The Hudson River Greenway, which some believe to be the most heavily used bike path in the United States, may get an additional bike lane under a proposal by Manhattan Borough President Mark Levine.
Levine envisions replacing one car traffic lane on 12th Avenue with a two-lane bikeway. The borough president announced the proposal at a press conference on Aug. 2.
The Hudson River Greenway already includes one two-way bike lane which runs from Dyckman Street in Uptown Manhattan to Battery Park Downtown. According to NYC Bike Maps, the greenway is the most heavily used bikeway in the United States.
Levine called on the state Department of Transportation (DOT) to approve the project.
The proposed lane would run from West 57th street to Chambers street, a roughly four-mile stretch along the higway 9A. It would be located on the opposited side of the street from the existing bike path.
Levine said paint and barriers could be put up quickly and would be relatively inexpensive as the first step. He would not provide a cost estimate.
Levine said that on evenings and weekends, when the weather is nice, the bike lane is overcrowded, causing safety issues.
The lane to be converted under the plan is currently used for used for car parking.
City Council Member Erik Botcher said the Hudson River Greenway is a “victim of its own success.” He said he gets lots of calls from people complaining about having a hard time crossing streets because of the heavy use of the bike lane.
Jon Orcutt, director at Bike New York, said, “bike use in the city has been going up steadily in the past 20 years, but since 2020 the increase has been huge—unparalleled. We are seeing problems in the bikeways across the city.”
New Yorkers Weigh InHollie, a middle-aged woman from Harlem, uses the Hudson River Greenway to take her daughter to day camp. She then heads to work by the Brooklyn Bridge.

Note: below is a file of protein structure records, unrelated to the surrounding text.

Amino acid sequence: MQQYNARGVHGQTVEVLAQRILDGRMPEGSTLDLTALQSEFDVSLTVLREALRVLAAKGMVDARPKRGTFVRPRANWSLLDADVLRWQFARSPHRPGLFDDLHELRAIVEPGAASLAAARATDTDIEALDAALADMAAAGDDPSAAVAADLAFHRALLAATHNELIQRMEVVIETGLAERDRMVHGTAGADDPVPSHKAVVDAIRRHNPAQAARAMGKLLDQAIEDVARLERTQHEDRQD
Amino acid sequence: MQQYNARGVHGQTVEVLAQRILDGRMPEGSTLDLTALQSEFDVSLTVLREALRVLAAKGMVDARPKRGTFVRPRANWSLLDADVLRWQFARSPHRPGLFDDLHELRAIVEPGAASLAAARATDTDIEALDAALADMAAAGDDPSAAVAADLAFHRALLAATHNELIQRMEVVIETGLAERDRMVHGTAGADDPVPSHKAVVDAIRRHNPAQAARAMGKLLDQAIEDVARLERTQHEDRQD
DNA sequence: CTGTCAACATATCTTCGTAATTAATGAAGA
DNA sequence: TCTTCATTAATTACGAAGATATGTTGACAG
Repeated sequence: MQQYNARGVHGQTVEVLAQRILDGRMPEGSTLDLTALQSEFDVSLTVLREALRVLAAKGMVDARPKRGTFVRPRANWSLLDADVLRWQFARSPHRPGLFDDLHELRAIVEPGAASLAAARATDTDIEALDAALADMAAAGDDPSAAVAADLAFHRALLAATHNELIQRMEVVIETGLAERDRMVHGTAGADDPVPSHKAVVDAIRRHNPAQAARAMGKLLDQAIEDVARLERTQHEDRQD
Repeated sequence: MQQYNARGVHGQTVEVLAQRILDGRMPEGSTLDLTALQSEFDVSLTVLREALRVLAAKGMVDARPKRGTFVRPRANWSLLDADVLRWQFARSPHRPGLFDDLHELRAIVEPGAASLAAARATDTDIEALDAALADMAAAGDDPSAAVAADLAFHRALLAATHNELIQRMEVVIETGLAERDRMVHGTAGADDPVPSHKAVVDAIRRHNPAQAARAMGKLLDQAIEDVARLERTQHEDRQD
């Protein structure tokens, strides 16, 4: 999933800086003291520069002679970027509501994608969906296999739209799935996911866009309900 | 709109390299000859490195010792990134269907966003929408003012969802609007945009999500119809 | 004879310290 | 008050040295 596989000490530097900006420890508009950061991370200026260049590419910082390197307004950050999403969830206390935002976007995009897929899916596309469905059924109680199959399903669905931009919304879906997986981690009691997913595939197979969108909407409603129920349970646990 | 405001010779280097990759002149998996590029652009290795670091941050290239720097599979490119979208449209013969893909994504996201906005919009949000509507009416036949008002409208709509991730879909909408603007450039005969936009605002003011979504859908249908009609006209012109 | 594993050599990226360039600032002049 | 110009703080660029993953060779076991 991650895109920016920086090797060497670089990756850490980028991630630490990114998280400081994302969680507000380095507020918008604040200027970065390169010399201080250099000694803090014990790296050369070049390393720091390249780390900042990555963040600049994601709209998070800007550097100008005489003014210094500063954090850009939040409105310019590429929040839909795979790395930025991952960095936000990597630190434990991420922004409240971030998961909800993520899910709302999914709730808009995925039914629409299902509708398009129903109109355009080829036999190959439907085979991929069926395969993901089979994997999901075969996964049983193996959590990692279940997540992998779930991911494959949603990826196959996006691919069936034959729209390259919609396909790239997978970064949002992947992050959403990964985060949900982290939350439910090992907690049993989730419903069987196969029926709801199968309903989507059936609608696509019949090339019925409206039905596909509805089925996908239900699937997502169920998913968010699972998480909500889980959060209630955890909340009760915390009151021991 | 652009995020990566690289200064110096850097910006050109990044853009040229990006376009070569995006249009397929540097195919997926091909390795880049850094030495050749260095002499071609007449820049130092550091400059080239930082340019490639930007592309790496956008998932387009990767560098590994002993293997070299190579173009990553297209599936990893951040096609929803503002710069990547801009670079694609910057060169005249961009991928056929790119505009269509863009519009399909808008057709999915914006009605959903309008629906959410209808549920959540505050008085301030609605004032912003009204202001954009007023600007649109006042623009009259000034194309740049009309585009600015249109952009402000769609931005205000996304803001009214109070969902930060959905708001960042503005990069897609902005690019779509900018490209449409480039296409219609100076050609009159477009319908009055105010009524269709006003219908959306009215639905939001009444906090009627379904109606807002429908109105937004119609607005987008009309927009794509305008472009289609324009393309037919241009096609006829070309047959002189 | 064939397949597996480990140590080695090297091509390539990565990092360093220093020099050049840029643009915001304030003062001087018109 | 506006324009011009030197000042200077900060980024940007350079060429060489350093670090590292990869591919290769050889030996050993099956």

She heard about the plans to add another bikeway and said, “It's needed for sure, but I think it should go further up. They always forget Harlem when it comes to bike paths.”
A young man named Moehhmed said another bike path would be a good idea because mothers and their children walk around, and the path gets very busy from 11 a.m. to 1 p.m.
Thirty-seven-year-old Forlian said he usually rides on other bike paths but was very supportive of the creation of another bike lane.
“Bike lanes are essential for people in the city that can’t afford cars, cannot pay for their Metro cards, and it’s healthy for you,” he said.
Jose Velez, an elevator constructor, was sitting in his company vehicle parked on Chambers street. When asked if he knew about the plan for another bike lane, Velez said, “That’s real smart! What other stupid thing could you do?”
Velez said that the bike lane in the Bronx ruined University Avenue. He said there is no place to park, and you have to wait all day for parking on the alternate street.
“I think whoever is making these policies should go and look around the neighbourhood and not just look at it on a map and maybe they then get to see what’s really going on in New York City,” said Velez.
Miranda Reeves, a 43-year-old trainer, uses the Hudson River Greenway five to six days a week to get to her clients.
“I am supportive of it because it benefits me, but I don’t think it's realistic,” Reeves said when asked if she supported the additional lane. “In some ways, it can cause more confusion and could possibly be more dangerous.”
Seventy-five-year-old Henry said he uses the Hudson River Greenway as often as possible for exercise.
“It’s a wonderful thing. I spent many years in western New York and the bike lanes they have out there are also amazing.”
“That’s a brilliant idea!" Henry about the additional bike lane proposal. “That’s really going to help the traffic for people who commute.”